15 Zen Pursuits To Help You Recharge
(That Aren’t Yoga) 


Chloe Hodder

Founder, Green Body Mojo

I was never one for going to the gym, not when our
natural world is a such a phenomenal playground.

Run… Jump… Climb… Swim… Surf…


Zen Pursuits (meditation + movement) focus on increasing your range of movement, flexibility and agility while developing strength and cardio capacity.

They’re uber-fun to do, get you in the zone and most can be done outdoors.

Meditate In Action

The essence of Meditation is “to put the mind to”; tune into the present and open your awareness to your surroundings. What better way to do that than physically connecting to your environment – feeling the rock under your fingers or the waves wash over you. 

Inner reflection may not occur during this active form of meditation, in a traditional sense anyway, however, you will gain feedback about your body and its capabilities.

Being ‘in action’ is also helpful for those of us who are big thinkers and so sometimes feels a little disconnected from our body and can struggle to clear our minds. 

15 Zen-Pursuits (List)

1. Climbing 

Climbing challenges you creatively. To complete a route, you have to work out how to move your body in new and different ways. When you can join these movements together, you flow.

Muscle tone is developed rapidly and, as climbing is really social (and chill), it’s a fun way to spend your time.

Three of us can climb the same route, and we could all do it differently. Try something. If it works, use it. 

2. Bouldering 

Bouldering is an extremely dynamic activity. It is an excellent way to develop power and core strength. 

For those who are not a fan of heights, bouldering, as opposed to climbing, typically means shorter ‘problems’ and without the need for a harness or rope. 

3. Surfing

Feeling the surge of the ocean, there’s nothing like catching a wave! Total whole body workout. 

More and more artificial wave pools are being built, which is a safe way to learn if you’re nervous about the big blue.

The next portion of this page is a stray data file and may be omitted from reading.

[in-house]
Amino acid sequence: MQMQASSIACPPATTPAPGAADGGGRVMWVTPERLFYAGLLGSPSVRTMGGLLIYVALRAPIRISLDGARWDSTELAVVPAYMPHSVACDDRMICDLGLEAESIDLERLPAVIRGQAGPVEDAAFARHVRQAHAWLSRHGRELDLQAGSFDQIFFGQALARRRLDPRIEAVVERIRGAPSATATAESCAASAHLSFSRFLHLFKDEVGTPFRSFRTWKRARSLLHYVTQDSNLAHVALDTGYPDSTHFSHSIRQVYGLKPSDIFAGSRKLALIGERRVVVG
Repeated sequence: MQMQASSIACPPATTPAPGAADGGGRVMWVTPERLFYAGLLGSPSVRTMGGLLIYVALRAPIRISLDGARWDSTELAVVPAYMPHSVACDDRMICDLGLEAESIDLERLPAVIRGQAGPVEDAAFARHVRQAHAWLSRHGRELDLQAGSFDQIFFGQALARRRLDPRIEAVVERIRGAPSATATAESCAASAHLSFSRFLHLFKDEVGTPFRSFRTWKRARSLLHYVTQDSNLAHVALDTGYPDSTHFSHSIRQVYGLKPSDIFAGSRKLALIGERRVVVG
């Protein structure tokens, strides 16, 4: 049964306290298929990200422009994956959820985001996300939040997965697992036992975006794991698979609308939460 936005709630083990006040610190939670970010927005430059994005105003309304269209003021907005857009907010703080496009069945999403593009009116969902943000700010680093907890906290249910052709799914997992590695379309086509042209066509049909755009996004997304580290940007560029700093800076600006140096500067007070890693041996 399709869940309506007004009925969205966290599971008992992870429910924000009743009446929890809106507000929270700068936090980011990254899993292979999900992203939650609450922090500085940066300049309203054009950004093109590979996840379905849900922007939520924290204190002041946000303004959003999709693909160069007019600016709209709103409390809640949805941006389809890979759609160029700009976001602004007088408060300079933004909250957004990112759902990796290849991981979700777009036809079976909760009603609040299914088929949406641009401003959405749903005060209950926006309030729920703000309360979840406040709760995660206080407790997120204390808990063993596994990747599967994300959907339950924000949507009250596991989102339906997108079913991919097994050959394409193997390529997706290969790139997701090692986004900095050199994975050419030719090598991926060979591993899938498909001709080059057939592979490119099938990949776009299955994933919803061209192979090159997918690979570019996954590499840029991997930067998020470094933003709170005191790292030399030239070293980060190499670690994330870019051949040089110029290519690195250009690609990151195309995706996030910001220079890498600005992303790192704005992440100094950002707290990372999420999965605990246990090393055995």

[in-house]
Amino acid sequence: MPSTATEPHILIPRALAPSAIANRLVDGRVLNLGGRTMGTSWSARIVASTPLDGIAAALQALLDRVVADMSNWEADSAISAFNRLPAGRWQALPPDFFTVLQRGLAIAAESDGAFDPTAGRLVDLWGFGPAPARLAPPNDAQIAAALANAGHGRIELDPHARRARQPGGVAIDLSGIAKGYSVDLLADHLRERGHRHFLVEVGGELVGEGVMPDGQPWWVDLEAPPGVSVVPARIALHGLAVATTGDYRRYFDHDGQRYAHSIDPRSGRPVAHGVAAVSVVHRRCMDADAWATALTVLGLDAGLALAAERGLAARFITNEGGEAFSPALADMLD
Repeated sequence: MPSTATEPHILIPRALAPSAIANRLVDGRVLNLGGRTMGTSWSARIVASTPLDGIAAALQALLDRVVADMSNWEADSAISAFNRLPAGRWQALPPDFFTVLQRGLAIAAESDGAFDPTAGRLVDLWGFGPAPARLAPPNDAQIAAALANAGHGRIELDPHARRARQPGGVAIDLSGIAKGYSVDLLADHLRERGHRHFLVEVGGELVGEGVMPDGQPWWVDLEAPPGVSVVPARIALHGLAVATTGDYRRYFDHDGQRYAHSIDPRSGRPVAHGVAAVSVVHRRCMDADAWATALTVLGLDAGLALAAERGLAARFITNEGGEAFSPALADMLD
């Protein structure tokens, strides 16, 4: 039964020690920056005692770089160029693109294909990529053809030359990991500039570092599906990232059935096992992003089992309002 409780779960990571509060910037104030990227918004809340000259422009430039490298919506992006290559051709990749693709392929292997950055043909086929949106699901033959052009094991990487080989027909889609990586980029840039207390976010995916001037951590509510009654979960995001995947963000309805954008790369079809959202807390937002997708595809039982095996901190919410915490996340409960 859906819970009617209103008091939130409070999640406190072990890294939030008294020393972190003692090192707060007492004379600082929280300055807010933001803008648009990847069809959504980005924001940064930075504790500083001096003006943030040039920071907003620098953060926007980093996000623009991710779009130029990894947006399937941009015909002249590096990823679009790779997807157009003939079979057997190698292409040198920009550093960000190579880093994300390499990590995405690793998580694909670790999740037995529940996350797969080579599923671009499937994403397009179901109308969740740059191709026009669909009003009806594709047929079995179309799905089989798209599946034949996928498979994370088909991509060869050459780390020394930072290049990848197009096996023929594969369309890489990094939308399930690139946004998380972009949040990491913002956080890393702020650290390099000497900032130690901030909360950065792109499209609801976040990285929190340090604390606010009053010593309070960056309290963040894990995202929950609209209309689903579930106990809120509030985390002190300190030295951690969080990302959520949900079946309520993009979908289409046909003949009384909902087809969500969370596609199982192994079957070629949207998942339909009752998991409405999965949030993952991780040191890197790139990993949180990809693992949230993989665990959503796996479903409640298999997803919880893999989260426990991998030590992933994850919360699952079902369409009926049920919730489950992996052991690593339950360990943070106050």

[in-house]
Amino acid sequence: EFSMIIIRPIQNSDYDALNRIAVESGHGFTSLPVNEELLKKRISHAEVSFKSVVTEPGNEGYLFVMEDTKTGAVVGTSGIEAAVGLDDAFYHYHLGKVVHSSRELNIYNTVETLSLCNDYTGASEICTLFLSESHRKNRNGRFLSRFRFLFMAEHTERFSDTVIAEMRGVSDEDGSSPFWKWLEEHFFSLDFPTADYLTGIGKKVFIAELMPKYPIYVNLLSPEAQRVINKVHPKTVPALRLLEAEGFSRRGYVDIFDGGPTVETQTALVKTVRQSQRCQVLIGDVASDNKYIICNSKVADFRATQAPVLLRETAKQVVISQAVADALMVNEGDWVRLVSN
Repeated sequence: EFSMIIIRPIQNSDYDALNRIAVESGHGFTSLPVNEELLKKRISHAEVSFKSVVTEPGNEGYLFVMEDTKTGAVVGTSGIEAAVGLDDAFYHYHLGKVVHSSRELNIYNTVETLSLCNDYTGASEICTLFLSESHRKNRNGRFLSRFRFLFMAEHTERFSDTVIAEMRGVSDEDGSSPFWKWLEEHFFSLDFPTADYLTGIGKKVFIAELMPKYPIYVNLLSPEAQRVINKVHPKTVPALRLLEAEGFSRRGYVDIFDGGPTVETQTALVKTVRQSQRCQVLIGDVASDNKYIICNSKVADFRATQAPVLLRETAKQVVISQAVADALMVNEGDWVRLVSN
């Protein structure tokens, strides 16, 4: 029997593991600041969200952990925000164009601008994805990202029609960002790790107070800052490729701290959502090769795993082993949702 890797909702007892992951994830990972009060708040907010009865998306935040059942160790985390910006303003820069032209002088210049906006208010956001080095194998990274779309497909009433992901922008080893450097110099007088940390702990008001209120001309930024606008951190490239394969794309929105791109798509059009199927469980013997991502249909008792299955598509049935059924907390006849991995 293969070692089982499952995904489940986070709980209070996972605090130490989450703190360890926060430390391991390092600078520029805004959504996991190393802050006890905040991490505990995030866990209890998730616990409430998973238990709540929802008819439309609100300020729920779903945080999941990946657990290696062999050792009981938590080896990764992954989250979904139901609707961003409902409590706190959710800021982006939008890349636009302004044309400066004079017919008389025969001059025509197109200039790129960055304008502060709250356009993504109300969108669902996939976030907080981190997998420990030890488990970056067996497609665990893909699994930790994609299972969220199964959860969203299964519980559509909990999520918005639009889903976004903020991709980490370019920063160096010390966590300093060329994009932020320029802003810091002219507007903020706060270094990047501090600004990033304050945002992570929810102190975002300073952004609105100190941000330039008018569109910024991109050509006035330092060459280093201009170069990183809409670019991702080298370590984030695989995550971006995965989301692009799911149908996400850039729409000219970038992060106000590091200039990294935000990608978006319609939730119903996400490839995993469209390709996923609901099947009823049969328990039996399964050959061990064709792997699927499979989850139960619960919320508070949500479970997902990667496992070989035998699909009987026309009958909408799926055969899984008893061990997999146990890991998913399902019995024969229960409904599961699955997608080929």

However, if you can safely get outdoors, being immersed in the ocean is a powerful mood raiser.

4. Big Kite flying

…And I mean big. A kite that you have to lean all of your bodyweight into flying. 

Once you’ve got the hang of it, the movement feels wonderful and helps develop a strong core.

5. Dance (any forms but especially contemporary) 

Joyful. Powerful. Whatever mood you’re in, you can create movement out of it. Needs no explanation really.

6. Slacklining

As the name suggests, the line is somewhat slack and so moves – a lot (up and down, side to side). So you have to counteract each movement you make until you find your centre of balance. Simple yet uber-addictive.

Unlike tightrope walking, it doesn’t hurt your bare feet thanks to the flat webbing. 

7. Free Running/Parkour 

The practice of quick and efficient movement, free running/parkour develops “functional strength and fitness, balance, spatial awareness, agility, coordination, precision, control and creative vision.” Parkour UK

8. ‘Soft’ martial arts such as Tai Chi 

Soft martial arts means you get to practice fluid movement, without getting hit in the face.

Tai Chi make look slow in practice, but that’s because you need to develop the muscle memory before you can unleash the speed. 

9. AcroYoga (ok so it has yoga in the name)

AcroYoga is a combination of acrobatic and yoga/dance like movements, accomplished through teamwork. There are three primary roles; base, flyer and spotter. 

AcroYoga is like playtime, you don’t even realise you’re ‘working out’. You can rock up by yourself or take your friends/partner.

10. Acrobatics and Circus Skills

If you’re not into the partnered element of AcroYoga, or the yogi vibe, you can do straight up acrobatics. 

Developing flexibility, agility and ultra-strength (without the big muscles), you will be amazed at what the human body is capable of.

11. Swimming 

Open water swimmers refer to it as “A Dose of Dr. Sea”, swimming in cold water is a known treatment for depression.

Even if you can only get down to the pool, swimming provides all the cardio benefits while being low-impact.

12. SCUBA diving 

I love the methodical breathing of diving. It slows you right down. Plus, you get the benefit of being in the sea (without getting hit by waves) and being entertained by the sea life. 

Once you’ve done your Open Water Diver course, you can find a buddy and hire kit, which makes it a lot more affordable to do regularly than purchasing excursions. 

13. Ariel Silks/Hoops

This is one on the list that I have yet to do, but really, really, want to. 

Combining strength and poise, you develop the athletism to perform ‘tricks’. 

A similar and more widespread alternative would be Pole Fitness classes. 

14. Calisthenics

Rooted in the Greek words of “Kalos” and “Sthenos” meaning beauty and strength, it basically boils down to bodyweight exercises (that look really cool).

You can do calisthenics anywhere, by yourself, and you don’t need much room. 

15. Traditional Weapons:

…Such as Kobujutsu (staff), Kenjutsu (Samurai sword) and archery.

I love these for switching off my thoughts and getting into the zone, especially the clunk clunk clunk of the Bo. 


So if hitting the gym isn’t for you, try these as an alternative. 

Let me know your experiences in the comment section below 🙂



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